The Fanatec Ecosystem Explained – Complete Guide 2021
Fanatec are one of the biggest players when it comes to sim racing wheels and other peripherals. They …
In our past two “How to start sim racing” guides I took a look at which game is the best to get started with. And also whether you should start racing with a controller or jump straight in with a racing wheel.
In this guide I’m going to presume that you chose to go for a racing wheel over a controller. And I’m going to look at which racing wheel is the best one to start your journey with.
If you are jumping in to the world of sim racing for the first time, looking at all of the different racing wheels available can be quite daunting. There is a lot of terminology to learn, and a lot of different types of racing wheel.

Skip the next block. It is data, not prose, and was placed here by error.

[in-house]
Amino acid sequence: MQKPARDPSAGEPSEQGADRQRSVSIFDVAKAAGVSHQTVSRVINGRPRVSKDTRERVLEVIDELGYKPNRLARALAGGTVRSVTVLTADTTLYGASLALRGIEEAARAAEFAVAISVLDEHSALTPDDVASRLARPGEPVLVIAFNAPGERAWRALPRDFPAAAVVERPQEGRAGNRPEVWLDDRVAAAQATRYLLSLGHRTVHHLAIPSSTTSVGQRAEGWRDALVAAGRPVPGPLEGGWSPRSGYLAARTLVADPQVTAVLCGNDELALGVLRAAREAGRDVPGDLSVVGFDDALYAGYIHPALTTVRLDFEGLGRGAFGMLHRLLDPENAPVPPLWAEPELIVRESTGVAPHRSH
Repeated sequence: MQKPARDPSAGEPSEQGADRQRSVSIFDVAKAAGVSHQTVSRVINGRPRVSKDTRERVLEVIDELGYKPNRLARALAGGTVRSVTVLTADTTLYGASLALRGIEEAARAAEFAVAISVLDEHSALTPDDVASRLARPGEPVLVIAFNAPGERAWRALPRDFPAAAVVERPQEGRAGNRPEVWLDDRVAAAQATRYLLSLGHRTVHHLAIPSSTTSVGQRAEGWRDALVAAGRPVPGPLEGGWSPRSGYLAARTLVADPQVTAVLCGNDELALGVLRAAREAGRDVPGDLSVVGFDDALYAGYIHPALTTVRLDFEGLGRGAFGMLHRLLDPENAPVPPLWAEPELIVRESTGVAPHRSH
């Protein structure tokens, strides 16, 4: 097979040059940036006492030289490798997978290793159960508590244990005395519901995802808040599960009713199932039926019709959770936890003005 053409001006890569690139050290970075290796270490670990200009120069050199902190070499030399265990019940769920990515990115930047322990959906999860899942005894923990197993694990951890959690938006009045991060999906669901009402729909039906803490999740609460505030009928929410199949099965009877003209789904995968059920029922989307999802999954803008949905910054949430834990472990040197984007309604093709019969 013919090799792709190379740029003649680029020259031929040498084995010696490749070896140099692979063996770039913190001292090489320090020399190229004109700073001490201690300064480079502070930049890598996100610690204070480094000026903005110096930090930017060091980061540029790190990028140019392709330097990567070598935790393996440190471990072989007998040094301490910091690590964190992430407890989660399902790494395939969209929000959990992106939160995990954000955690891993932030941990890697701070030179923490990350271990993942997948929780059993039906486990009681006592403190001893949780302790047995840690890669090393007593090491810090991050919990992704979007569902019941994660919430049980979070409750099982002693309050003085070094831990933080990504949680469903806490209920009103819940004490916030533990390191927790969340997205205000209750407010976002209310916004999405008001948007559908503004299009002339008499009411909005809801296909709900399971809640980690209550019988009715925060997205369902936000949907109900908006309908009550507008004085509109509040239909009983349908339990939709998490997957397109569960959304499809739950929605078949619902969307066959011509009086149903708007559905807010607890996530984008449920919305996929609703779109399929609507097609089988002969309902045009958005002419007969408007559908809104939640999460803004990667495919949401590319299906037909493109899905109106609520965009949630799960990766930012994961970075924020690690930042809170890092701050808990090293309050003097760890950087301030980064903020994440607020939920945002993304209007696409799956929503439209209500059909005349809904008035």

Two of the main elements to look for when it comes to racing wheels are force feedback and force feedback technology.
Force feedback is the name given to the forces which you feel through the wheel itself. And it is without a doubt the best element of racing with a wheel.
The stronger the force feedback the more the wheel will vibrate and the heavier the forces in the wheel will be. This allows you as a driver to feel the car on the road, and get an idea for how the car is behaving.
Another element of force feedback to be paired with strength is the detail. If the force feedback is detailed it lets you differentiate between small forces and large, and if you have a really good wheel, you can even feel the difference in small track surface changes.
When it comes to producing the force feedback that you feel in the wheel, there are a few different ways to do this.